Bangarada Manushya 1972

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HUGE RESPONSE Bangarada Manushya ran for over two years
HUGE RESPONSE Bangarada Manushya ran for over two years

Rajkumar, Bharathi, Arathi, Balakrishna and M.P. Shankar

Based on the late T.K. Rama Rao’s novel“Bangarada Manushya” with Rajkumar playing the lead role and Siddalingiah behind the camera hit the screen in 1972.

Supported with a sound star cast including Bharathi, Arathi, Advani Lakshmi Devi, M.P. Shankar, Balakrishna, Vajramuni, Sringar Nagaraj and Lokanath, the film has earned the distinction of being the first-ever Kannada cinema to run for over two years with at the State cinema hall on the K.G. Road in Bangalore. Produced by R. Lakshman and Gopal, under the banner Srinidhi Productions, the film set new standards in the production design. In contrast to the traditional approach, the producers preferred an open discussion with the crew and preliminary survey of outdoor shooting venues. While Lakshman was a Kannada activist closely associated with a league of frontline writers such as Aa. Na. Krishna Rao and Ma. Na. Murthy and managing the famous Bharat Talkies on the J.C. Road, Gopal was his close associate with a penchant for cinema. An educated youth sacrificing his personal life for the sake of his elder sister’s family and renouncing everything to protect the family’s integrity formed the main plot of the film. The film also spoke of rural development, modern agricultural practices, co-operative movement, social unity, honesty, love and dedication with tragic undertones.

Although the characterisation of the protagonist Rajiva was traced to the hero of “Kasturi Nivasa” (a classic released in 1971 with Rajkumar in the lead role), reflections of rural realities, intelligent screenplay, poignant situations, apt dialogues, and rich outdoor locale (most of the film was shot in Kalasa village in Chikmagalur district) mesmerised the audience.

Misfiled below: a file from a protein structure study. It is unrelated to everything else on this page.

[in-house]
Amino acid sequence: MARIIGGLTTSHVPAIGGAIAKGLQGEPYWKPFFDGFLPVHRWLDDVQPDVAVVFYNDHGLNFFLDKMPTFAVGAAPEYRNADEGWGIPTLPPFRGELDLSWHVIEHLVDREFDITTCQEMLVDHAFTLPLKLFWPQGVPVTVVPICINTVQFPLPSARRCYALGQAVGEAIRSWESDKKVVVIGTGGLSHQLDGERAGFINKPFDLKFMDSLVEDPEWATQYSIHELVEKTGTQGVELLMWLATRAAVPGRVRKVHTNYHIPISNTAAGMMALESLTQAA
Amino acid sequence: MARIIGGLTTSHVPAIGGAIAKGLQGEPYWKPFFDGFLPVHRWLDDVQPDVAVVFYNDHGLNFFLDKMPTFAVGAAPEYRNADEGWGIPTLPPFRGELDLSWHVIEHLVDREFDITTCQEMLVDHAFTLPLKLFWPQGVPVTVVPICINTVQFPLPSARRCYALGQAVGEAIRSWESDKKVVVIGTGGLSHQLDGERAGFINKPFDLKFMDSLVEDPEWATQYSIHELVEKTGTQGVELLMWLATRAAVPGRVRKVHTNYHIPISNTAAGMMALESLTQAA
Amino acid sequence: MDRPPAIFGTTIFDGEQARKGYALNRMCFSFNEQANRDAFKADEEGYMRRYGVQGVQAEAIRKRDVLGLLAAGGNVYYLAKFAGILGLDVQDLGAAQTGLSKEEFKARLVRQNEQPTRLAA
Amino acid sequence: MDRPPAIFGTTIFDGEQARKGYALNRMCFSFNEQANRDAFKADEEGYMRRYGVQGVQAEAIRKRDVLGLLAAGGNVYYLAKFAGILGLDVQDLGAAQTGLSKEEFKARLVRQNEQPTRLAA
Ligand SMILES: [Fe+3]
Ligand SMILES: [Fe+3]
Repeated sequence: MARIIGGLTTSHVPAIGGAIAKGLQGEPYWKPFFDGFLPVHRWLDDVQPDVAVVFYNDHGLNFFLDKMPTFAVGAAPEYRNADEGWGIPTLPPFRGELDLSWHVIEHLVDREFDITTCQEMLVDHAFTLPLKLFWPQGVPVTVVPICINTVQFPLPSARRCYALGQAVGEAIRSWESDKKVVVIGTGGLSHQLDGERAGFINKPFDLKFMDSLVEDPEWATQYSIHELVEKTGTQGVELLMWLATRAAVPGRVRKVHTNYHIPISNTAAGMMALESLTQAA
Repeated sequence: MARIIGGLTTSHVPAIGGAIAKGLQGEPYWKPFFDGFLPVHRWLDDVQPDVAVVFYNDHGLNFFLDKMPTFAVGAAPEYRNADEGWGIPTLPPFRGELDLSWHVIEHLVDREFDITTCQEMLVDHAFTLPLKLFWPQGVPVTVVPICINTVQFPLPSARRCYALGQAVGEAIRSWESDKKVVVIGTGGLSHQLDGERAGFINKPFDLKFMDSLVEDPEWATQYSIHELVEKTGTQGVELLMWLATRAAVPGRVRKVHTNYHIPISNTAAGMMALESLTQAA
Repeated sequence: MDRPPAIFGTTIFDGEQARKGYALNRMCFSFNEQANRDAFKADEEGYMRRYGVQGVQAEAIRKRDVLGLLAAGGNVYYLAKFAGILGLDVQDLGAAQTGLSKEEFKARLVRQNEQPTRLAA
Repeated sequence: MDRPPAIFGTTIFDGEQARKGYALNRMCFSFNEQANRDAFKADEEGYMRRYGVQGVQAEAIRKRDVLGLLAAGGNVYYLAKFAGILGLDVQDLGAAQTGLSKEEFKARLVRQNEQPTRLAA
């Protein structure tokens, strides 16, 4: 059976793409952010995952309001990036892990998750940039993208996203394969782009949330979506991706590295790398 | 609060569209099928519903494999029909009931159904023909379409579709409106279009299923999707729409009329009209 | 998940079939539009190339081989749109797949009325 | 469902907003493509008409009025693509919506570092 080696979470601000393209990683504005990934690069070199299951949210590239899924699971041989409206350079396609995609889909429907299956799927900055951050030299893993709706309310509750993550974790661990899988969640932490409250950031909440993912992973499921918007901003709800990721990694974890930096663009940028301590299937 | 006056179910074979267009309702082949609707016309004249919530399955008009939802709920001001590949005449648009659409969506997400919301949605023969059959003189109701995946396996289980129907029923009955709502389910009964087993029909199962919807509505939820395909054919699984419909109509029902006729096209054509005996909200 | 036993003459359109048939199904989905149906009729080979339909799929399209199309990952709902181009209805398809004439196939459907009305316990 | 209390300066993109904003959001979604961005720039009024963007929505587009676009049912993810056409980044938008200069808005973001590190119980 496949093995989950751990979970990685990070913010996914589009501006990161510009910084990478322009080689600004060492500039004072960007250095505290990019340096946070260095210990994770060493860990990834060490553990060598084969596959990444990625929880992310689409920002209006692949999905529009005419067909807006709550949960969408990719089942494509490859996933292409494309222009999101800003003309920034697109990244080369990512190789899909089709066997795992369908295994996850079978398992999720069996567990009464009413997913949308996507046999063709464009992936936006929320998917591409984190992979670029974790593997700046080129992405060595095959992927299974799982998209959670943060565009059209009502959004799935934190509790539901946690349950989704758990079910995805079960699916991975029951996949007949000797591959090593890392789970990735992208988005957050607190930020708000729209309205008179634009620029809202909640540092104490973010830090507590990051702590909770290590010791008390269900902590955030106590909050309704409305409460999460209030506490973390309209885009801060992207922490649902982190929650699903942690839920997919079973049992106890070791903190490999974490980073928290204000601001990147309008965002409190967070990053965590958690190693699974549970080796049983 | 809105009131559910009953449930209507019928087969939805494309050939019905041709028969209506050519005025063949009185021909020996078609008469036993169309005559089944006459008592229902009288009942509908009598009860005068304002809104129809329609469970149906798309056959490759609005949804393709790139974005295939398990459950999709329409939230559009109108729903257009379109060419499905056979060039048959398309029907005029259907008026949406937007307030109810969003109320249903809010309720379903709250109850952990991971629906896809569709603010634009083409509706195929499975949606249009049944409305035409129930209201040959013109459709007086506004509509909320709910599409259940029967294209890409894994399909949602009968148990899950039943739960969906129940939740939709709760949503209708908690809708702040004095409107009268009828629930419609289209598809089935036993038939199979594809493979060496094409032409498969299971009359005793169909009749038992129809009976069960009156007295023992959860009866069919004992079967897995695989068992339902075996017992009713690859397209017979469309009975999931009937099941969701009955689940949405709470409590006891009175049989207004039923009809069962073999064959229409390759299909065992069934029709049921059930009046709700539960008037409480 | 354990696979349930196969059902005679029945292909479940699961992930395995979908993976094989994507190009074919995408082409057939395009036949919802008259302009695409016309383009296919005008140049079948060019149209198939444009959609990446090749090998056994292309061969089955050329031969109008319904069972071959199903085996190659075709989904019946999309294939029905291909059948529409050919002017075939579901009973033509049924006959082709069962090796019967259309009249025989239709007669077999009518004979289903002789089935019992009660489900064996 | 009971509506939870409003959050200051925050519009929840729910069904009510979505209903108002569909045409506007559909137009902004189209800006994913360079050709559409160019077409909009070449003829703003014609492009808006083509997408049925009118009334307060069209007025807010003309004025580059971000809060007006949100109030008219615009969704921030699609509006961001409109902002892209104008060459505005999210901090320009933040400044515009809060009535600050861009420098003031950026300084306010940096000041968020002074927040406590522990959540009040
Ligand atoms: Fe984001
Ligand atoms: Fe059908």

Despite the overwhelming response, the film attracted strong criticism from a section of writers. Commenting on the purpose and narrative mode of the film, the late novelist Alanahalli Krishna said, “The film shows scant respect to the audience by showing a close-up of the hero’s footwear in the very beginning of the film. It encourages idol worship.” On the other hand, writer U.R. Ananthamurthy said the film was deceptive and would lead the young audience believe that they too will grow rich overnight like their hero Rajiva in the film. Irrespective of the flak, the film was set to redefine the course of Kannada commercial cinema. “Bangarada Manushya” had drawn the audience to the cinema hall in an unprecedented manner.

After the film ran for a year just at the State cinema in Bangalore , the management of the cinema hall decided to stop screening the film to accommodate a new film. This caused public outrage and took a violent turn. However, S. Bangarappa, the then MLA, intervened and resolved the issue successfully. The film went on to complete two years.

The veteran music director G.K. Venkatesh composed songs for the film and the two romantic songs “Aaha Mysooru Mallige” and “Baala Bangaara Neenu, Haneya Singara Neenu” have withstood the test of the time.

To be remembered for: The film drew unprecedented crowds to the cinemas.





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